A stove and a chimney but no chimney breast

16 Jun 2010
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United Kingdom
I'm renovating a cottage. The old Parkray multifuel stove stands proud of the wall on a small 'hearth' with a horizontal rear pipe fitted into the chimney flue. There is a backsplash of horrible tiles behind the stove.
Access for sweeping is via a removable plate on the other side of the fireplace wall - which would have been outside but there is a ground floor shower room extension so the access plate is in the shower room :rolleyes:
The stove is fitted against a flush wall ie no sign of a chimney breast (either upstairs or down). How can this be? However there is a chimney stack on the roof and the wall is 2 foot thick - would this be enough to contain a proper chimney?
The previous owner has used the property as a holiday cottage for the past 25 years and says it was like this when he bought it.
Maybe the window counts as a recess and the wall is one big chimney breast? I suppose I need to check upstairs for boarded up recesses then check the loft to make sure the chimney is properly supported then get someone to bodge around behind the stove....
Please note these are not my furnishings. Shudders.....
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Is the shower room an extension on to the old property?
Maybe the chimney stack was built externally on to the rear of property and extended on to.

Some smoke tests would help assess, it's suitability
The stove is against an outside wall - ie not a party wall and the shower room has been built on to the outside of the original wall which still stands. Sorry I need to get some more pics.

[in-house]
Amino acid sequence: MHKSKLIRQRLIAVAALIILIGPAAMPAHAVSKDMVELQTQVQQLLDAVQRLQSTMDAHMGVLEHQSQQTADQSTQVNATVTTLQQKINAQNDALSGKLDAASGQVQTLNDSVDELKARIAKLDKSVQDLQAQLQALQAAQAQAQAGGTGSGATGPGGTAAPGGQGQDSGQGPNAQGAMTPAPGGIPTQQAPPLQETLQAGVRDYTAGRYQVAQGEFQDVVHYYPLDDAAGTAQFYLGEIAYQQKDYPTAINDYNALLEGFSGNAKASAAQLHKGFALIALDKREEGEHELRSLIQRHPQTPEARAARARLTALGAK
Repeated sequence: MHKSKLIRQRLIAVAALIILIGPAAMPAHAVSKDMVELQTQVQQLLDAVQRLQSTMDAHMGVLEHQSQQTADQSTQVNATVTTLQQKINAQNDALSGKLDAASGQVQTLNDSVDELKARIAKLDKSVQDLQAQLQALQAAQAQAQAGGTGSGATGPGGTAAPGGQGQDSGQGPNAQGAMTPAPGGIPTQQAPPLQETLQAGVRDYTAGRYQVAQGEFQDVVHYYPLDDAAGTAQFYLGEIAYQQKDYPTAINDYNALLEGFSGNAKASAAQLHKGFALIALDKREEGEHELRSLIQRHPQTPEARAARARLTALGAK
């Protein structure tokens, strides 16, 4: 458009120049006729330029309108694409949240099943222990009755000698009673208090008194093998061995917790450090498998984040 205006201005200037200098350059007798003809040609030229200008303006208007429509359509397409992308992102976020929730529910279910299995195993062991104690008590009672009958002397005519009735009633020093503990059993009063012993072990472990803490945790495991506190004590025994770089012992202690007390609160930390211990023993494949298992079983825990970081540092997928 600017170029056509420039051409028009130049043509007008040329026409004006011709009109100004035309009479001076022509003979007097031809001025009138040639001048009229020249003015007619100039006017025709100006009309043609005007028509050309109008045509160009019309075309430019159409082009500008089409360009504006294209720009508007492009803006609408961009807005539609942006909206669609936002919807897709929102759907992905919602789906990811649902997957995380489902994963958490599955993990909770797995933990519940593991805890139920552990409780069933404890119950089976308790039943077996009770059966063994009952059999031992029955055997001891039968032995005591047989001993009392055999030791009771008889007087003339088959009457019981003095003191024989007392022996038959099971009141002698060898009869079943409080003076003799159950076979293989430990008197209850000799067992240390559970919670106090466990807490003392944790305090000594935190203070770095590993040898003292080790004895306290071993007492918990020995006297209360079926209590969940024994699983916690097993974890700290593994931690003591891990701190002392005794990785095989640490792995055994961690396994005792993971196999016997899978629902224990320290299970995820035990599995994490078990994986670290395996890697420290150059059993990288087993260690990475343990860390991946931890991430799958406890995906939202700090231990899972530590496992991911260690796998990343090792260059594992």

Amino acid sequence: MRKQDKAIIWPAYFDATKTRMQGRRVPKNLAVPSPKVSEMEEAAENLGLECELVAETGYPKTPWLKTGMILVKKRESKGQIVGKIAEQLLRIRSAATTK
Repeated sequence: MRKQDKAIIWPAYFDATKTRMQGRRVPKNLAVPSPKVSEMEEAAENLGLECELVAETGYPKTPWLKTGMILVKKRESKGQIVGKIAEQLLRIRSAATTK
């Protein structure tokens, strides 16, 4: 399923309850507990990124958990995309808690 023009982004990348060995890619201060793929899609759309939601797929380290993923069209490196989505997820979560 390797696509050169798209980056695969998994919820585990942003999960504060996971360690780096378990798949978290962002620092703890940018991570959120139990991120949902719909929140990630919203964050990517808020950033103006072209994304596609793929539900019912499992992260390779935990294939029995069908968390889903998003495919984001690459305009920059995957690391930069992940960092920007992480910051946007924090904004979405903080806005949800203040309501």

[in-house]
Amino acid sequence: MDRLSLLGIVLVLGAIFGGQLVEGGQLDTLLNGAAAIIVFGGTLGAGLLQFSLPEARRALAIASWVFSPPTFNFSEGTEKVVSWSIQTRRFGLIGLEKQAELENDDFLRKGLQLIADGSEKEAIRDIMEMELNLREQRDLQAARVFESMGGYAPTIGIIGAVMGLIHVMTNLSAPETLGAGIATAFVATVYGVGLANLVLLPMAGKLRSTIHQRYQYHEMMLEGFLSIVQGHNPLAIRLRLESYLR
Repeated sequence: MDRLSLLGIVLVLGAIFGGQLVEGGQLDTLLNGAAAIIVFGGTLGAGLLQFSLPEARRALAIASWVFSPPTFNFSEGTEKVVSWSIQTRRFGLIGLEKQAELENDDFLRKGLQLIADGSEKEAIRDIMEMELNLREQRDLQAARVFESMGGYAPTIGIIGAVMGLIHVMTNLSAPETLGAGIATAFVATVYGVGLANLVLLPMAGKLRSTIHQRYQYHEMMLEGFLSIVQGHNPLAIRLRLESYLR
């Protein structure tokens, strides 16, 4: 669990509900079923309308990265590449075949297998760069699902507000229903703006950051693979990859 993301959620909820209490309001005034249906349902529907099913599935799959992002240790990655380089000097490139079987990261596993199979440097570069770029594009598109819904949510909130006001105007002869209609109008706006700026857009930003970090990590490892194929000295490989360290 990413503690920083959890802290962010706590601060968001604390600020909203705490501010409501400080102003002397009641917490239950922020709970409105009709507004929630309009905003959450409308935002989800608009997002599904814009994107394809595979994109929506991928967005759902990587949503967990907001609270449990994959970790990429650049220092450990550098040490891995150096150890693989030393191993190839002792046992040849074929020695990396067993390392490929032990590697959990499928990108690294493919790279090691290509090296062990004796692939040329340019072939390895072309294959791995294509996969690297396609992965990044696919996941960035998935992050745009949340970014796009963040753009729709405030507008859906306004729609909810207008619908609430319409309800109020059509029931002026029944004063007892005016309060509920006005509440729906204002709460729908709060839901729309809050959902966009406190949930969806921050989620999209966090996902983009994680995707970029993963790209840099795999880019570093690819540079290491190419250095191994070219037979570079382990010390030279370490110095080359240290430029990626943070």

Viewed from outside there is no sign of there ever having been an external chimney running up the house - though that doesn't mean there wasn't.
However looking at the stacks there has always been a fire - and there would have been a fireplace in the main bedroom.
I've seen scare stories on the net about chimney breasts being removed unsafely but weirdly, downstairs at least, the wall looks like the original untouched plaster. Upstairs is the dread woodchip so you can't tell.
First job is to get the local sweep (who may also have knowledge of the set up) to sweep and do a smoke test. When I (hopefully) get a new multifuel stove installed we would be checking out the chimney anyway and getting a liner fitted. One installer I spoke to said if they put the stove in the same position they would change the configuration with a vertical pipe which would be let into the chimney at some point. So the chimney would be swept from inside the stove as is usually the case.
The door to the left is recessed, the window to the right is recessed, the centre wall is therefore much thicker and forms the chimney breast.
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That's what I wondered about. However the wall to the front of the house is the same thickness so there is no 'extra' on the stove wall - if that makes sense. Plus in the bedroom above there is no recess but it is possible any recess was boarded over at some point to give a flush wall - apparently that's not unknown.
Ideally I would want to excavate the fireplace opening (assuming there is one!) behind the stove so that a replacement stove can be at least partially inset - inglenook style. Would love to restore a working fireplace upstairs too.
You must have a fully functional chimney constructed in to the wall, if not there would be evidence of this by now. You would at the very least be expecting staining on the walls, I would expect.
It is not unusual for them to formed in such away that the breast or nook is not seen or prominent.

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